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The student news site of Lake Forest Academy

The Spectator

The student news site of Lake Forest Academy

The Spectator

Britney Spears: The Woman in Me

This is the cover of Britney Spear’s new book The Woman in Me.

To write about Britney Spears, you can’t just write about Britney Spears. She was the pop star of the early 2000s’; she was hospitalized twice by her own father; she was bled dry by her family, her romantic relationships, and the veracious media who tried to put her on a pedestal while dehumanizing her. She was an icon, a phenomenon, a symbol, but rarely herself. 


In her memoir The Woman in Me, Spears finally wrote about herself. She starts with her childhood in Kentwood, Louisiana, where she stores most of the fond memories. “When I sing, I own the world,” Spears recounts in her book. Her path to fame starts off rather early. She started auditioning at the age of four for a Christmas program at her mother’s workplace, and gained popularity during her time on “The Mickey Mouse Club” at age eleven. Spears released her smash-single “…Baby One More Time” at eighteen. In the autobiography, Spears recounts that at eighteen was “probably the moment in my life when I had the most passion for music.”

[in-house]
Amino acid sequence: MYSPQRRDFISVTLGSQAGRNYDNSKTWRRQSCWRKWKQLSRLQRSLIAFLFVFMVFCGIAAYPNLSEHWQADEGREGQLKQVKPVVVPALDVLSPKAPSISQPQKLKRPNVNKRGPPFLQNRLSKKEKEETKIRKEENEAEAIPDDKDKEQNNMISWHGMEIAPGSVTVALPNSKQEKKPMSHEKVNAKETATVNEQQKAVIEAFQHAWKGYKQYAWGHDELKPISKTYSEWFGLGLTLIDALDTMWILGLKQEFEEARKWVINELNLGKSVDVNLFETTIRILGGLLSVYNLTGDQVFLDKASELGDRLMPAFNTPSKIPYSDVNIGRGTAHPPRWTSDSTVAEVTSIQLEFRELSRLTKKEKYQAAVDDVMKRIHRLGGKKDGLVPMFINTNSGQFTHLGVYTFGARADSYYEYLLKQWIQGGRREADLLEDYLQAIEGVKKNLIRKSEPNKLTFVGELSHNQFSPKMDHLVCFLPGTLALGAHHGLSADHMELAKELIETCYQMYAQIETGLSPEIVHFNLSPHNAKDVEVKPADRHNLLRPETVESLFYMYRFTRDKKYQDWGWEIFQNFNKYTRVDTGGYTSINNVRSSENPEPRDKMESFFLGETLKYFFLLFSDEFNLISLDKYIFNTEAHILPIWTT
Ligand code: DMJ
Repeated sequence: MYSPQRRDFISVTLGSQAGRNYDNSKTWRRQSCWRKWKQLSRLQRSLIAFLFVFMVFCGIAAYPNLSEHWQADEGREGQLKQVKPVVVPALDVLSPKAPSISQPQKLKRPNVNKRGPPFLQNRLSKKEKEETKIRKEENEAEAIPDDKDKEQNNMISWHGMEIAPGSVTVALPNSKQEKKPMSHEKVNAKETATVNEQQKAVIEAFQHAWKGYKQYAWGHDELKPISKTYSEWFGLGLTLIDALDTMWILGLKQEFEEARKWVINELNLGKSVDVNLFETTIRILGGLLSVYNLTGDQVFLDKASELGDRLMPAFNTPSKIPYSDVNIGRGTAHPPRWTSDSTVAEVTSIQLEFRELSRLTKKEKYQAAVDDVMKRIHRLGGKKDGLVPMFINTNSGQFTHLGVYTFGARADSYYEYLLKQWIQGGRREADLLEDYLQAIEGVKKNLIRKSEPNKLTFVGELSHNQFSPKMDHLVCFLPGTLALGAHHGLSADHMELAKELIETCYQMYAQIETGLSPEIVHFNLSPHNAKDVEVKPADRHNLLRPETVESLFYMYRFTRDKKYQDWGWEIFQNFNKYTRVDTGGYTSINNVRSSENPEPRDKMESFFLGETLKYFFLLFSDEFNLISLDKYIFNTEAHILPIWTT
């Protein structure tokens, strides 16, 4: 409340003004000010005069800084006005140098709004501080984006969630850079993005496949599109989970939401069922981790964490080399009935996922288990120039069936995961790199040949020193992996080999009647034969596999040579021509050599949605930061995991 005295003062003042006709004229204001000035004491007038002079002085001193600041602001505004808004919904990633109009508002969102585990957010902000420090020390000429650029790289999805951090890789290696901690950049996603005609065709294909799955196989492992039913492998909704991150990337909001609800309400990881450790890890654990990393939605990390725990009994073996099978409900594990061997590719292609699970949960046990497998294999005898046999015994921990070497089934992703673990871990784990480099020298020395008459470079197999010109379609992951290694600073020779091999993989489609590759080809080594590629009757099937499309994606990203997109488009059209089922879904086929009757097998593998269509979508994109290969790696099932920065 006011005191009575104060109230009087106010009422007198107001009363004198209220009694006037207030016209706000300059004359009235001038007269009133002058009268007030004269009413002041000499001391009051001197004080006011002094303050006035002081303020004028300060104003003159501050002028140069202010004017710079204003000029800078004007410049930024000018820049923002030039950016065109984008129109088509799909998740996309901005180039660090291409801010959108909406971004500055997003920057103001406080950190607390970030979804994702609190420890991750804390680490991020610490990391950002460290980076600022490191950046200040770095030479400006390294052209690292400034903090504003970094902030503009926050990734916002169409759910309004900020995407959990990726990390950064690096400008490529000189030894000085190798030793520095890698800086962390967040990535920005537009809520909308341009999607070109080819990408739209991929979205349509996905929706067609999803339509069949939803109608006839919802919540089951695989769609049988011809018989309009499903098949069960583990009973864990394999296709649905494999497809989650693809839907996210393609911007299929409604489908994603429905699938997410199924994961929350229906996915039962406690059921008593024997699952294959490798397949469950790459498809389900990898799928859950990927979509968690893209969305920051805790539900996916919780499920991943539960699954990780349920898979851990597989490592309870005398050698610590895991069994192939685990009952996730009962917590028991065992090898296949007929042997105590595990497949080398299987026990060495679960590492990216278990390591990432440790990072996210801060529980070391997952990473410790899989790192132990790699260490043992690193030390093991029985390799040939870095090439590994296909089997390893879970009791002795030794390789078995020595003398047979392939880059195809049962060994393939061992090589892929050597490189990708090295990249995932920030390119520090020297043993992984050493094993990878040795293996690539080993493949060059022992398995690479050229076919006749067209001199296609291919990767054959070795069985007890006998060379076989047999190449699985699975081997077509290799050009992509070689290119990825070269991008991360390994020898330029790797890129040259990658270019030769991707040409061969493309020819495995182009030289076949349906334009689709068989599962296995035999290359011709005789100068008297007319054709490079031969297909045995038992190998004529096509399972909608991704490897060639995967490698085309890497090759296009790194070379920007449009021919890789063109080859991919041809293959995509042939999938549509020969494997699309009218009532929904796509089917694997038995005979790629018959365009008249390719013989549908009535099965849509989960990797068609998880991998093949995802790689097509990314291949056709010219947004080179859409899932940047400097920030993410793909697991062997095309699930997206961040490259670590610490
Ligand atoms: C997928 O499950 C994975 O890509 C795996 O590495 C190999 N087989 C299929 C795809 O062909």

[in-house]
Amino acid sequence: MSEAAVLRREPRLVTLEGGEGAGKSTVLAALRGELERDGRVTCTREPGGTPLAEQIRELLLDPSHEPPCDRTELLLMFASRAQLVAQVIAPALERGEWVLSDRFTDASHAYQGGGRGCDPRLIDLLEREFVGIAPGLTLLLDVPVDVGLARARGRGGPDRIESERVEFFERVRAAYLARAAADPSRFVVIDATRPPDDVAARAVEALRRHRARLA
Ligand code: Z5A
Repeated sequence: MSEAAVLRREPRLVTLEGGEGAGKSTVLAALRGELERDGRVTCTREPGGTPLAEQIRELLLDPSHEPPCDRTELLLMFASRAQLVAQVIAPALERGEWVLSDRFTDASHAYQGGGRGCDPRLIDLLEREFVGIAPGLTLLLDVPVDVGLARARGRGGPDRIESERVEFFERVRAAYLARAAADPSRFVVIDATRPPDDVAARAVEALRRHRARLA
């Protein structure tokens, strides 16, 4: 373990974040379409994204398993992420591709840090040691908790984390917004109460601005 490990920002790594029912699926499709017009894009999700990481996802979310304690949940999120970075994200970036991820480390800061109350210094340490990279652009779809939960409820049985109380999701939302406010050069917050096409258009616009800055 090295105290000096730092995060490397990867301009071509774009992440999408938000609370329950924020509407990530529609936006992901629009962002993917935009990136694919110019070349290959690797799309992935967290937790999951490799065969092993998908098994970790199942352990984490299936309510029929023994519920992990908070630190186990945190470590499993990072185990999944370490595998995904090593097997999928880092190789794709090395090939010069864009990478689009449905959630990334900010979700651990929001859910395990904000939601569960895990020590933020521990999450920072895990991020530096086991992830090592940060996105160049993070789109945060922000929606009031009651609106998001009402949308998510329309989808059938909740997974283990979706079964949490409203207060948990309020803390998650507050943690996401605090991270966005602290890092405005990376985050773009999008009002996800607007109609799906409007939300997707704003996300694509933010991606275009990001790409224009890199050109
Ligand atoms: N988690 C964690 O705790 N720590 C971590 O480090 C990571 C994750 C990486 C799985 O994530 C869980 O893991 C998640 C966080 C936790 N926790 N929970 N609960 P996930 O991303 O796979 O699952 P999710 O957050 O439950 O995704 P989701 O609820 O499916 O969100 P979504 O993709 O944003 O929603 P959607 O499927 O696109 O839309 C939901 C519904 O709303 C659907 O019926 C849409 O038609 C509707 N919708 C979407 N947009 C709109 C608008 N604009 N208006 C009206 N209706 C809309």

Spears undisguises feelings as she writes about her wounded relationships. Exploitation comes in the center of most of her relationships: the men around her, especially her own father, utilizes her for fame or money. After a public breakdown, a thirteen-year-long conservatorship started in 2008 when her father petitioned for a court-ordered conservatorship which meant that he would handle all of his daughter’s personal and financial affairs. Spears has since lived under his control. Throughout this time, she still continued to produce big-selling albums and made many appearances on headlines, magazines, and onstage performances. The public eventually became suspicious and concerned of the pop-stars personal being. Fans conspired that Britney Spears’ freedom was completely taken away by her father. The #FreeBritney movement was started by her fans trying to spread awareness of her situation. The conservatorship ended in 2021, and Spears began to openly speak about her experiences with her father.  She discussed that during this time, her struggles with depression were accompanied by a lack of autonomy and personal will. The Woman in Me has been dubbed “Spears’s truest voice”. 


The men around her were not the only ones exploiting her: the media uses Spears’ hyper-sexed image to shame her, promoting a national fascination with white femininity and virgin appeal. Spears was constantly pictured as the Southern girl from next door, someone charming, innocent and young but in interviews often asked about her breasts and virginity. Regardless of her creativity on fashion choices, the media criticized her clothing while obsessively sexualizing America’s sweetheart. 


Misogyny sets the foundation for Spear’s horrific experience in the music industry: the industry that  somehow turned her from talent to tramp. Finally, in her own words and voice, The Woman in Me helped her regain a long-lost aphasia in public under constraints. More than a form of amusement, reading this memoir is a good way to review the rises and tumbles of a pop-star’s life as well as her enduring optimism. 

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